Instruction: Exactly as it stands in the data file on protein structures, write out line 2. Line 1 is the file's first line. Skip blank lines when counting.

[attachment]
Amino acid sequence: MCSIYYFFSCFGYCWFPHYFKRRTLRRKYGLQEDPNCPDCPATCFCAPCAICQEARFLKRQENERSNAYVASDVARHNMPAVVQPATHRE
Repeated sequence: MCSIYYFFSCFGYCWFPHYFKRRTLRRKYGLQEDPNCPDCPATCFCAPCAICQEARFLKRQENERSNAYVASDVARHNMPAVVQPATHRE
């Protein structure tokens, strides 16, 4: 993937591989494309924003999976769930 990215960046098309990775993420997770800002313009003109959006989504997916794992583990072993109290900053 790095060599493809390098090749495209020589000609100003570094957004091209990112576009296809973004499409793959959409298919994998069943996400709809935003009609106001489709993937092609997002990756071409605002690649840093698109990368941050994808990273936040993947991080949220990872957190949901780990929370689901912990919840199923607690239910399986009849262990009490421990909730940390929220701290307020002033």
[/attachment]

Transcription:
Repeated sequence: MCSIYYFFSCFGYCWFPHYFKRRTLRRKYGLQEDPNCPDCPATCFCAPCAICQEARFLKRQENERSNAYVASDVARHNMPAVVQPATHRE